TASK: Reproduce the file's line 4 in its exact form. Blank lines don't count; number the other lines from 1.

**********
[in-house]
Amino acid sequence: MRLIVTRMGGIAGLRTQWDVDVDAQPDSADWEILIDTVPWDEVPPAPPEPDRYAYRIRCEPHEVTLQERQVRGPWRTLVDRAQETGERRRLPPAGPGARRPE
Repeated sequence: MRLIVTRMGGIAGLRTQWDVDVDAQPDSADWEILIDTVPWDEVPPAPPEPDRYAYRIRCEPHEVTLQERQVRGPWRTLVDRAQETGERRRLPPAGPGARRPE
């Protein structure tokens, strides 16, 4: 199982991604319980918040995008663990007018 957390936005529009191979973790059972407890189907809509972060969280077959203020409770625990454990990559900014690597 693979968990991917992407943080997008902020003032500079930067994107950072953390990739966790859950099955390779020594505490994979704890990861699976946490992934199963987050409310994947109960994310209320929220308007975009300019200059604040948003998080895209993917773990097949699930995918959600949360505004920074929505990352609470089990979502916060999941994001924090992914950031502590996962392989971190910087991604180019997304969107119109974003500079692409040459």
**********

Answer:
């Protein structure tokens, strides 16, 4: 199982991604319980918040995008663990007018 957390936005529009191979973790059972407890189907809509972060969280077959203020409770625990454990990559900014690597 693979968990991917992407943080997008902020003032500079930067994107950072953390990739966790859950099955390779020594505490994979704890990861699976946490992934199963987050409310994947109960994310209320929220308007975009300019200059604040948003998080895209993917773990097949699930995918959600949360505004920074929505990352609470089990979502916060999941994001924090992914950031502590996962392989971190910087991604180019997304969107119109974003500079692409040459």